Boomers often take the blame for the current housing market, and while it’s true that Boomers and Gen Xers have gained more housing wealth in the past few years, there’s another side of things that is often overlooked – In the United States, one of the country’s fastest-growing demographic is people 50 and older who live alone. These older adults may want to downsize their homes, but they can’t, because there aren’t enough smaller places to live. The housing shortage is impacting every generation.
Older adults living alone
According to Yahoo! Finance, nearly 26 million Americans 50 and older are living alone. This is a huge increase from the 15 million in 2000. The attitudes around marriage, sexuality, and gender have dramatically shifted in the past two decades, so more of these people aren’t in traditional relationships or are divorced or separated. Adults who live alone can thrive, but they are living longer without the same kind of family bonds of the past, leading many to wonder how they will live independently as they age.
Housing isn’t keeping up with changing demographics
Many of these older adults live alone in a home with three or more bedrooms, something millennials dream about. Single homeowners often want to downsize, but the limited housing supply makes it difficult. Smaller homes aren’t being built, even though the number of people who want smaller homes has increased.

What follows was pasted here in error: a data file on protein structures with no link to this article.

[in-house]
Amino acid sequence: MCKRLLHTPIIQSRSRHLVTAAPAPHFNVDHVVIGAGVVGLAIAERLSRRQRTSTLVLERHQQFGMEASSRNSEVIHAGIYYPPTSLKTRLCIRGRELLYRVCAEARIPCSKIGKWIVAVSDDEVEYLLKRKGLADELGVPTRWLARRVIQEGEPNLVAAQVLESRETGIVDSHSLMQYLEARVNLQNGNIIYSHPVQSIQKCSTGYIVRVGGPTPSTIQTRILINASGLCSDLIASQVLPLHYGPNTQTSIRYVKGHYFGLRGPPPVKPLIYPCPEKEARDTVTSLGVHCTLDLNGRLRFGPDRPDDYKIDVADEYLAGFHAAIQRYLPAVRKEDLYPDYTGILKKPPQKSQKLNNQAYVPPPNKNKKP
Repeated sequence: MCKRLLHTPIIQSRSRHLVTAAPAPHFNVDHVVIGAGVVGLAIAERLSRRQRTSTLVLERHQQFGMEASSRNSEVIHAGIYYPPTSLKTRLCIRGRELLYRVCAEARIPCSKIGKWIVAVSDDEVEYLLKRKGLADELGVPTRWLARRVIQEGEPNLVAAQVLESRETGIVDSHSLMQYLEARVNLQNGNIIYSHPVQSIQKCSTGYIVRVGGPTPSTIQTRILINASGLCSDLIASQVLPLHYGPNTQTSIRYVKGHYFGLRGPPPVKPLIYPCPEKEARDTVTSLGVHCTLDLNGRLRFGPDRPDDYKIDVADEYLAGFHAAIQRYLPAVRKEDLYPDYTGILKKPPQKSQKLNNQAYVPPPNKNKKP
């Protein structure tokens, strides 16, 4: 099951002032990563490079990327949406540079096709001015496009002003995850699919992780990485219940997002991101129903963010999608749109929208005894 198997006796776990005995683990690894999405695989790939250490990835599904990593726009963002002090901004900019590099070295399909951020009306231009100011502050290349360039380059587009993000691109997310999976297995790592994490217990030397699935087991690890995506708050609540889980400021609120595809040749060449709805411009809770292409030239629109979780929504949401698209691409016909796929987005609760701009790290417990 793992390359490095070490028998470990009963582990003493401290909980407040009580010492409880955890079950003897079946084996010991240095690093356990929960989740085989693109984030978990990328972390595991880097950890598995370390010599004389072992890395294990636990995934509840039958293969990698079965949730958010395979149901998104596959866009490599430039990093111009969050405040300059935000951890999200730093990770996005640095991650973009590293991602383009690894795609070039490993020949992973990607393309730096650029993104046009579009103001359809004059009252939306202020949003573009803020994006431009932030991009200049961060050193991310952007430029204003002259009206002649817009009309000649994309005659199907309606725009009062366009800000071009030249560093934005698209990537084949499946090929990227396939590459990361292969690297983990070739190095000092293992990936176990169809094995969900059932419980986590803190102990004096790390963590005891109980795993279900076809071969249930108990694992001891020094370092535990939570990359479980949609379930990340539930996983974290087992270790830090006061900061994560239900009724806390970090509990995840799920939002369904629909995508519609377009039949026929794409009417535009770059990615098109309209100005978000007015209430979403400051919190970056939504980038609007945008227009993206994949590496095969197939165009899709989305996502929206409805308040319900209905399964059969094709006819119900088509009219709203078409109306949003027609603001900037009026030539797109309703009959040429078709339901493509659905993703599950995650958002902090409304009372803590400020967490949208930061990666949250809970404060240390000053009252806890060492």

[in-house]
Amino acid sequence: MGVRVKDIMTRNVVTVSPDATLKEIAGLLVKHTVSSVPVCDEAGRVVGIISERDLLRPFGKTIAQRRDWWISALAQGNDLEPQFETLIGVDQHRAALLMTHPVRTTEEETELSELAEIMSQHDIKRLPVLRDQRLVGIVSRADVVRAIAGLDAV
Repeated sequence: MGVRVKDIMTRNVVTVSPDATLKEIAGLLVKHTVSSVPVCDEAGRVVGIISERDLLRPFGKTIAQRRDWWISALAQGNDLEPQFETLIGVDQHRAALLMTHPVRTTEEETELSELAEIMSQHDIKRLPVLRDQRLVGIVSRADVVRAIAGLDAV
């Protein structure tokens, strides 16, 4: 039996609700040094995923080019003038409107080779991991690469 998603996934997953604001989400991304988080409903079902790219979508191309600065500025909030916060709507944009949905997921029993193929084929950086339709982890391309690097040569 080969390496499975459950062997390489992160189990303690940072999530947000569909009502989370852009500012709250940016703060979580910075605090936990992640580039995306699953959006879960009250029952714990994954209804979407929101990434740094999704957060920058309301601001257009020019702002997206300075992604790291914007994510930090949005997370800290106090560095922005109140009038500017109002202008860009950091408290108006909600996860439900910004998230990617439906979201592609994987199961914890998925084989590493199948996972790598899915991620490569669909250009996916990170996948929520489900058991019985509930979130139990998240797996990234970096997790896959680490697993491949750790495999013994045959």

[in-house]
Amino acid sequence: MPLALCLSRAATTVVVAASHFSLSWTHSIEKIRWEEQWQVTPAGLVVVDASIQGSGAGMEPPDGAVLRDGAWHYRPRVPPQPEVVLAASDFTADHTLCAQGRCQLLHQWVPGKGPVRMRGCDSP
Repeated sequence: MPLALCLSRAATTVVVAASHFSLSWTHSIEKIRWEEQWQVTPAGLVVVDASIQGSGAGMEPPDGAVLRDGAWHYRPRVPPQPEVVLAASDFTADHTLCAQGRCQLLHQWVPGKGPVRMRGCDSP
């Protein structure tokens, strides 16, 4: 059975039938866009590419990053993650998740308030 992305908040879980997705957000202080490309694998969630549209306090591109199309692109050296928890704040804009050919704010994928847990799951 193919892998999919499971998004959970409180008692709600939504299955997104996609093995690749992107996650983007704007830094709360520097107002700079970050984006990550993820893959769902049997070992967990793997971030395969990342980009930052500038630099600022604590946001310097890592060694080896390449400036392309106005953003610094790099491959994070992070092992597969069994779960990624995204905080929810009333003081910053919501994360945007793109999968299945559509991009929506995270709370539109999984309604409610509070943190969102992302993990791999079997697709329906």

Condos are often more expensive than the family home. Seniors who are retired don’t want to put more into their living costs when they’re facing the higher healthcare costs of aging. Boomers and Gen Xers who want to downsize simply can’t. Minority older Americans who own their own home are having even more problems because home ownership has not generated as much wealth in their communities.
Housing stability is affecting every American
If you’re feeling the housing crunch, you’re not alone, regardless of which generation you’re in. Baby Boomers and Gen Xers have homes that may not fit their needs, but they can’t downsize with rising interest rates and inflation. Millennials and Gen Z don’t have the resources to buy homes amid the rising costs of home ownership. Both generations are feeling the squeeze, although for different reasons.